by Matthew Raley
Before dinner last evening, my friend Dr. Tim Heinze and I were discussing Adolphe-William Bouguereau (1825-1905), who rose to prominence in the French painting establishment at precisely the moment the impressionist movement was building up a head of steam.
The impressionists went from holding rogue exhibitions during the Paris Salon to conquering the art world, while the refined traditions of the establishment lost their dominance. In other words, the spotlights of contemporary prominence lit Bouguereau’s way into historical obscurity.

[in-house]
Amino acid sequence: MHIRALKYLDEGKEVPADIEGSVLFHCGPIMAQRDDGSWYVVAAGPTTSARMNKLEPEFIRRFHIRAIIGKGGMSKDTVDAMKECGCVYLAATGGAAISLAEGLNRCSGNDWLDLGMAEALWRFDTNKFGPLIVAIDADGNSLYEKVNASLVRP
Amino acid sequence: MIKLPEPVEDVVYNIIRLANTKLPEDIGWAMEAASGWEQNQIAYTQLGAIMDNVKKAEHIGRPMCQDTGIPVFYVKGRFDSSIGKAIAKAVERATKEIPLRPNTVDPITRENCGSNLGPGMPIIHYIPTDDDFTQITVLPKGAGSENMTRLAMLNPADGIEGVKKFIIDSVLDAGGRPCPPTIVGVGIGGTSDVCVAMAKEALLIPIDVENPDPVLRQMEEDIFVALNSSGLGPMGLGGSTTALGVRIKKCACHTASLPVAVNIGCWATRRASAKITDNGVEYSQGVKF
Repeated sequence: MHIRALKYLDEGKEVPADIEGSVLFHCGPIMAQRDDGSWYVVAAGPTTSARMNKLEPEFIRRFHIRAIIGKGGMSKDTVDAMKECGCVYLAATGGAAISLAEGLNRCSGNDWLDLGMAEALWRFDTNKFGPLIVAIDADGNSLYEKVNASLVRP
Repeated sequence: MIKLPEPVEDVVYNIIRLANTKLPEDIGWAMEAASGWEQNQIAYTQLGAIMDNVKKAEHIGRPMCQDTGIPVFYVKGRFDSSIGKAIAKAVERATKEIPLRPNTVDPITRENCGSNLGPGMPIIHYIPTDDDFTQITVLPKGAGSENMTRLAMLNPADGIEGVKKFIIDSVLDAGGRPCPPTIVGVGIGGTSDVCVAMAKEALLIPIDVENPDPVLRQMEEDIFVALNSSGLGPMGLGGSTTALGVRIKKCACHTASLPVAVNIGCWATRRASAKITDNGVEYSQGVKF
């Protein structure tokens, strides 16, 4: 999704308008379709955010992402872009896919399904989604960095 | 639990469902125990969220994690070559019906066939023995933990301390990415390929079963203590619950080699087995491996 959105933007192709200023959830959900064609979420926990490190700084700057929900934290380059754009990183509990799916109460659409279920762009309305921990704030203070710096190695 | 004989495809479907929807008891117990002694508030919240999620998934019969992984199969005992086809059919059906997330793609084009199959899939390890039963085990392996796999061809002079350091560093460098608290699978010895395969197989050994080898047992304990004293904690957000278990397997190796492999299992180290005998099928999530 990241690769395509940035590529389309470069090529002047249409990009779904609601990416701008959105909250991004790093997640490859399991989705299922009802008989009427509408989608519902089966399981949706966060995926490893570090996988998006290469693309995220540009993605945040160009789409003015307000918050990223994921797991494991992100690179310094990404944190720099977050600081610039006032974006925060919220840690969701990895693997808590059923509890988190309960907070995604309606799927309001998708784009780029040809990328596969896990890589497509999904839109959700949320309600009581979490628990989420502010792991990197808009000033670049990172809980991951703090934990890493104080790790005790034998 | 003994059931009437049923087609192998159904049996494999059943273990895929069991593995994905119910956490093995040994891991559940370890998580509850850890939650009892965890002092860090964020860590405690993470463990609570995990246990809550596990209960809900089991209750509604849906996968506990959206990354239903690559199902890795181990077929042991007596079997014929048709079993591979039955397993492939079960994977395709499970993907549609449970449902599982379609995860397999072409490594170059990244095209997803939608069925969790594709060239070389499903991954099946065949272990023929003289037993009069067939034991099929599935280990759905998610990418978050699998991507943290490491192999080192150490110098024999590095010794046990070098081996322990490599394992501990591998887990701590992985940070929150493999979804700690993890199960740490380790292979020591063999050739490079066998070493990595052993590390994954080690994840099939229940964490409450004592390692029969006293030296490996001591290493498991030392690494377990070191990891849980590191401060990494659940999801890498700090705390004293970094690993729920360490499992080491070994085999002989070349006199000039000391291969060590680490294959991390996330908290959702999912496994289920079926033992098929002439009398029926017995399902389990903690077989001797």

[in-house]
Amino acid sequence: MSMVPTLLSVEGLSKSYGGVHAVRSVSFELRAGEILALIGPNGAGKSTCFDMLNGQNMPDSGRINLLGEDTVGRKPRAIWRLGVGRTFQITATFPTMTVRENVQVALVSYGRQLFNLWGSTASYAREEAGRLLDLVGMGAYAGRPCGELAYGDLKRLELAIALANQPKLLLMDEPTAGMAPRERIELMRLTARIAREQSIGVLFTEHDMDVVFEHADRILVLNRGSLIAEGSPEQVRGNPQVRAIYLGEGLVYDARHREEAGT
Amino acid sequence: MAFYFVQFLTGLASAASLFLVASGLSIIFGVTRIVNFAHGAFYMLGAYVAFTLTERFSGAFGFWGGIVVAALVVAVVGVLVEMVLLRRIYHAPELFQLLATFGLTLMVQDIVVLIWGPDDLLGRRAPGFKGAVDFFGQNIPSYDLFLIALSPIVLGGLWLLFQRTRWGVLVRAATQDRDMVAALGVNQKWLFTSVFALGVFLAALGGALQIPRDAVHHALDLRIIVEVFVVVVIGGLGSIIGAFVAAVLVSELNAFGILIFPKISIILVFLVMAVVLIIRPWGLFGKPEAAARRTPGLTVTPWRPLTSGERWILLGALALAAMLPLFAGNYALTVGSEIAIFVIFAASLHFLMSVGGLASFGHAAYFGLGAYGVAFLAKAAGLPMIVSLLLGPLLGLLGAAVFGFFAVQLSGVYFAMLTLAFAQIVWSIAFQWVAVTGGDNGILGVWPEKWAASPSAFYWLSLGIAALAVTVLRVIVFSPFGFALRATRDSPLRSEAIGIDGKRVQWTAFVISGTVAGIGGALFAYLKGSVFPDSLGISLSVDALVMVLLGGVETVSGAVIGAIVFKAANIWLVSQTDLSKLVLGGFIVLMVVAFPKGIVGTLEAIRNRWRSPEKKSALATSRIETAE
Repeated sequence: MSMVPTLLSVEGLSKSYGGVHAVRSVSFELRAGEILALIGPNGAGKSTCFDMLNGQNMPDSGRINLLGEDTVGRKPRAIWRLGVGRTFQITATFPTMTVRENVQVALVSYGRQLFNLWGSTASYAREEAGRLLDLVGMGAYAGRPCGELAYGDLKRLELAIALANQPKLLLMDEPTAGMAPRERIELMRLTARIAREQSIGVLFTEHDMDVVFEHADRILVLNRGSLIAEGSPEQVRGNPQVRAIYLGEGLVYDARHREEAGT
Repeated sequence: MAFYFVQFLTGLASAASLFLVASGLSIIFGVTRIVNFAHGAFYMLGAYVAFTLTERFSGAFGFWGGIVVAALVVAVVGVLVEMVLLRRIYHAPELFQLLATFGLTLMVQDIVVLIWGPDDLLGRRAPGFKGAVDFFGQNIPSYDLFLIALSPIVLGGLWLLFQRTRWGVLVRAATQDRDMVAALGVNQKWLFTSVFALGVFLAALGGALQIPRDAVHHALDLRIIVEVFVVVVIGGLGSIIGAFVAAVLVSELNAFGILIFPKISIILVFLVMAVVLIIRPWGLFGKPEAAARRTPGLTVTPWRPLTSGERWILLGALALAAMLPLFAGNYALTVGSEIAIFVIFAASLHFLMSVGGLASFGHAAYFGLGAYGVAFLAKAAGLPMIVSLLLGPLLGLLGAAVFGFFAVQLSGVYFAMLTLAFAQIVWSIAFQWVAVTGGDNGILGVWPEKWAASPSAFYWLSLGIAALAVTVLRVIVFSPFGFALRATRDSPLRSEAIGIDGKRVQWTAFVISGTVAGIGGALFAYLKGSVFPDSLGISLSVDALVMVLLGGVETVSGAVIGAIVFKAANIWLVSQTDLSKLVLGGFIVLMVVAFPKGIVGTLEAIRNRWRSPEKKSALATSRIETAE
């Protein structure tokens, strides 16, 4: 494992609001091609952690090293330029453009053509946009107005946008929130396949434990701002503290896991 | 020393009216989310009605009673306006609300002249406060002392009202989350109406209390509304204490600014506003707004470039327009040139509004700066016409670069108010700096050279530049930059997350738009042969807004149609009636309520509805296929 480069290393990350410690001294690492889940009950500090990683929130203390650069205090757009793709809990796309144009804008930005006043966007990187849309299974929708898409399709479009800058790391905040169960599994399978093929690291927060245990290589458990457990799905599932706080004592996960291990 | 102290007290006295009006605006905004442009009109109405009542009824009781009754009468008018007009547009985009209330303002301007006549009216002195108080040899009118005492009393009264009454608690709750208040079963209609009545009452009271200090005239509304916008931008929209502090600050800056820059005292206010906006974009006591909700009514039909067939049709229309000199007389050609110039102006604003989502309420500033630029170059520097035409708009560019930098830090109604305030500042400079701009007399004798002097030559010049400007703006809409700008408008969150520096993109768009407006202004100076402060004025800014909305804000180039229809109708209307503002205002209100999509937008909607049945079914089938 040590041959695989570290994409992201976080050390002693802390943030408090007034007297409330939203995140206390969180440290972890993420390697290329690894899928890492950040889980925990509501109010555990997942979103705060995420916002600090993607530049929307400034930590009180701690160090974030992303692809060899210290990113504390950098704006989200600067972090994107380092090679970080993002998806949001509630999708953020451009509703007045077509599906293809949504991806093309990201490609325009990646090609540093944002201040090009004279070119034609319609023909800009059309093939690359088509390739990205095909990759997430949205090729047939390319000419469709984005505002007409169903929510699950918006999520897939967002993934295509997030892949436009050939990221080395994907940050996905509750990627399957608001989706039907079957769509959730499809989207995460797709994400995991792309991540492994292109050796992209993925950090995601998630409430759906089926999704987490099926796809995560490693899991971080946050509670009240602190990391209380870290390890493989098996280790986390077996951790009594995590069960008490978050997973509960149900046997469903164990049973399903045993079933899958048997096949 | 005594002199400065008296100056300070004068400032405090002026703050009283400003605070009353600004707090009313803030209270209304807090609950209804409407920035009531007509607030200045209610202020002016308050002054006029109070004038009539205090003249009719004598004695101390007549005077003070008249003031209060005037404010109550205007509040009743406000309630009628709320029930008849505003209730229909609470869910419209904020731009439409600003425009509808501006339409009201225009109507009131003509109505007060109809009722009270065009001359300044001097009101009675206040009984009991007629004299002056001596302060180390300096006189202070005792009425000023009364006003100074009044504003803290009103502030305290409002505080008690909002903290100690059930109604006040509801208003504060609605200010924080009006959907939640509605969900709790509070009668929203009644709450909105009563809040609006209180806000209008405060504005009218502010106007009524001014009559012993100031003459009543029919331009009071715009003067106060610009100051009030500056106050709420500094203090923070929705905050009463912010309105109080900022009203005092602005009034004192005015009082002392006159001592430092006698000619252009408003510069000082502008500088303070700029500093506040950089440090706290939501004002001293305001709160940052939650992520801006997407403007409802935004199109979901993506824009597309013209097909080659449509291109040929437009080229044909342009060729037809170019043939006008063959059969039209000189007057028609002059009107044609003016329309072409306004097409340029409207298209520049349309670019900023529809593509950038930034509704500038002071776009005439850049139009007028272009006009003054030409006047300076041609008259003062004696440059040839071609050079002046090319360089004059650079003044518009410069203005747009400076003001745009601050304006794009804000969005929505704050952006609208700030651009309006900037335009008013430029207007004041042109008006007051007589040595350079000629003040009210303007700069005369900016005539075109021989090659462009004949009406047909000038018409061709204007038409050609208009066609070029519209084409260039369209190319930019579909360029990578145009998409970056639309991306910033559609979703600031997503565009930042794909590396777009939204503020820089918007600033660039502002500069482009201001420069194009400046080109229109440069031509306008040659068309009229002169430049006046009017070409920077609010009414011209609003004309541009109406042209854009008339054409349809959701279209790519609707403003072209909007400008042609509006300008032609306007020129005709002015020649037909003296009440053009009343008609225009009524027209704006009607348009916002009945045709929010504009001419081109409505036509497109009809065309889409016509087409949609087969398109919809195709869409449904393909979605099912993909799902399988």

The overthrow of refinement in favor of passion had many more casualties in the arts, and we see even the concept of beauty regarded with odium today. The art world refreshes itself in these convulsions, I suppose, but the ideological derision often thrown at talented people who don’t repeat the party line is ugly, whether the derision comes from the establishment or the rogues.
At least the art itself lives on for our enjoyment.